To get the full grasp of the word “anointing” and how it was used in connection with the application of oil, we must stop and ponder the manner in which oil was applied to a recipient. When a person was anointed with oil in ancient times, a prophet, priest, doctor, or therapist would pour oil into his own hands. Once his hands were doused with oil, he would then place his hands on the subject and begin to massage or press the oil into the person’s head, hair, or flesh. So the word “anoint” didn’t just describe the pouring of oil from an upside-down bottle to drain every drop onto a person. The word depicts the generous application of the oil on a beneficiary by the hands of a master. Oil was very expensive and not to be wasted, so the notion of simply turning a bottle upside down and pouring its contents on a person was almost non-existent. Oil was far too precious to be applied in such a manner.

For a person to be anointed with oil, it required the anointer to put his hands on the anointed. In the truest sense, the word “anoint” describes a “hands-on” experience, for it was nearly impossible to be anointed without someone putting his hands on the recipient in order to apply the oil.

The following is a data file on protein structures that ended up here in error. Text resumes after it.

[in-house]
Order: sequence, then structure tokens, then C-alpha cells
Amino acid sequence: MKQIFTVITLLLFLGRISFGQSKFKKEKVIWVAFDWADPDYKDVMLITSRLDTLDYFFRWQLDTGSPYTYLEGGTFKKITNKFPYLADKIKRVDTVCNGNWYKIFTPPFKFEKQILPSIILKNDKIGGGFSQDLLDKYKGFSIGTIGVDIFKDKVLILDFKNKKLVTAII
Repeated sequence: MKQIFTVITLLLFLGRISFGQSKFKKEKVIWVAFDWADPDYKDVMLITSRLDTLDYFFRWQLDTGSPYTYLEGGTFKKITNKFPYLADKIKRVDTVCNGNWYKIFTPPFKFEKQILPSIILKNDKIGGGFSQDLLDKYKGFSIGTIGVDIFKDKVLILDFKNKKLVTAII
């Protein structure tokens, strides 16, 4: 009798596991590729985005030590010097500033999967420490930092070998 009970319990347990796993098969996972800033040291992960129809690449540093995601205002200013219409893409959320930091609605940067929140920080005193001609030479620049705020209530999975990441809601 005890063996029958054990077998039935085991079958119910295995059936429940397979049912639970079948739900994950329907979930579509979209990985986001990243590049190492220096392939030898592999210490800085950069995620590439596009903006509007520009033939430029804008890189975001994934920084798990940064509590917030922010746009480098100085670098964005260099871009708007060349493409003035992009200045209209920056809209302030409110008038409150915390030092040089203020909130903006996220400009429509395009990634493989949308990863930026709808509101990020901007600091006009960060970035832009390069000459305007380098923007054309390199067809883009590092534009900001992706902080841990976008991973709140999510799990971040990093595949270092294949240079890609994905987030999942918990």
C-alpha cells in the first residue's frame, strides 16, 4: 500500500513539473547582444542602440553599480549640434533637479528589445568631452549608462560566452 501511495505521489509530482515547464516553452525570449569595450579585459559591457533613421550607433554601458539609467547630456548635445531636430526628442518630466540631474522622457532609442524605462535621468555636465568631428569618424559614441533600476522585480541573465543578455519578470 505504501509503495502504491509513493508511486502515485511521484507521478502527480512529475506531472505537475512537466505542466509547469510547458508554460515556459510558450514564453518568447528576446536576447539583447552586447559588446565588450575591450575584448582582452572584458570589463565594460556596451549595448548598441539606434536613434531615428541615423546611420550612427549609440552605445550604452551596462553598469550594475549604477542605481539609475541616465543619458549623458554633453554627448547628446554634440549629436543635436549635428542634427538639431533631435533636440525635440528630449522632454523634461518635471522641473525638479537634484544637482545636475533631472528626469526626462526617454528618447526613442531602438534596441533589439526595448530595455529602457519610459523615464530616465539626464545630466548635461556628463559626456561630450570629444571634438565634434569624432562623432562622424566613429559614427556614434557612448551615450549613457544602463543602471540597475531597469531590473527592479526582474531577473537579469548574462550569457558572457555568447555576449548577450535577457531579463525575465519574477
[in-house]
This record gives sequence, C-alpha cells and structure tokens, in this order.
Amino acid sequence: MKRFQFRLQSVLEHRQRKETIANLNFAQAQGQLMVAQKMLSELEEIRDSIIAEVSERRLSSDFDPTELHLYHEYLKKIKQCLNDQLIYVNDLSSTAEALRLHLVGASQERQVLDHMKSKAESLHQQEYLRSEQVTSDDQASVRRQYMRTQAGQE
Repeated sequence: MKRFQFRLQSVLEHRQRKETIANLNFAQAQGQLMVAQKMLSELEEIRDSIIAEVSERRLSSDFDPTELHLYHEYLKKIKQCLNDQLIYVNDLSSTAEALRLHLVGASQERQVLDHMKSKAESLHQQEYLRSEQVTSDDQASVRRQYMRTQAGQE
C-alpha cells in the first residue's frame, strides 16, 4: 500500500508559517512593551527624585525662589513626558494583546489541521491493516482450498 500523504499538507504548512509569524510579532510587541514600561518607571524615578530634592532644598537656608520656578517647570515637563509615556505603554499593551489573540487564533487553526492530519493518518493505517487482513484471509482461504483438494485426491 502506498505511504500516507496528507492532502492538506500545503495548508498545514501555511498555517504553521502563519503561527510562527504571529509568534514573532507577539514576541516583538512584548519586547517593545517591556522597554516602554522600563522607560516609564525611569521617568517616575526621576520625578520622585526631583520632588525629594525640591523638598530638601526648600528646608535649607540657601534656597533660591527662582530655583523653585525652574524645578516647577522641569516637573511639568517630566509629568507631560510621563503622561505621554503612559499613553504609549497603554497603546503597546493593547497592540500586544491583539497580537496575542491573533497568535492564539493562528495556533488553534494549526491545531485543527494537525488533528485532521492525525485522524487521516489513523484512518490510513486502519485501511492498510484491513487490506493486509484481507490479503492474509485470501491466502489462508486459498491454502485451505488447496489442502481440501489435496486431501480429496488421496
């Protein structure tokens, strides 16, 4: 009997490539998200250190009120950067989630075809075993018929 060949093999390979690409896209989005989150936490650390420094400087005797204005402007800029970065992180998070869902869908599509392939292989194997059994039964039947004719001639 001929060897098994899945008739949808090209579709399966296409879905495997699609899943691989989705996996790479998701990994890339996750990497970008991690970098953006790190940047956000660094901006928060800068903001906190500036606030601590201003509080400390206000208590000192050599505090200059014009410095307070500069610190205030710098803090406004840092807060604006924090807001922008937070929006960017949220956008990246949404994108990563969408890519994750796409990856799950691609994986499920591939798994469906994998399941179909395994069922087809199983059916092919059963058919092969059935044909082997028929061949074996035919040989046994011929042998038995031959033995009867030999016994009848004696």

In a religious and political context, the laying on of hands was very important. The moment hands were publicly laid on someone, it was viewed as endorsement or approval. For example, when elected officials were installed into office, the senior body of politicians publicly laid hands on him as a way of declaring that he was officially endorsed and therefore empowered to do his job. In both Old and New Testament writings, we find that the laying on of hands was similarly used to declare support and endorsement of an individual. Especially in the early New Testament, the laying on of hands was so significant that it became an official ordinance of the church that was used when a person was promoted into a public position of leadership. When hands were laid on a person, it was also a public pronouncement of approval.

Now let’s take this truth and apply it to the principle we’re studying in Second Corinthians 1:21. In this verse, we find that God does not lay His hands on a person and thereby endorse him or her until He has first validated that the person is trustworthy of such an anointing. God does not quickly lay hands on anyone in this way. Furthermore, the moment God lays His hands on someone is the moment the oil of the Holy Spirit is imparted in a greater way. That oil is applied to a person’s life with God’s very own hands. This act is so holy that God does not carry it out before doing “due diligence” to validate that a person is trustworthy of a greater anointing.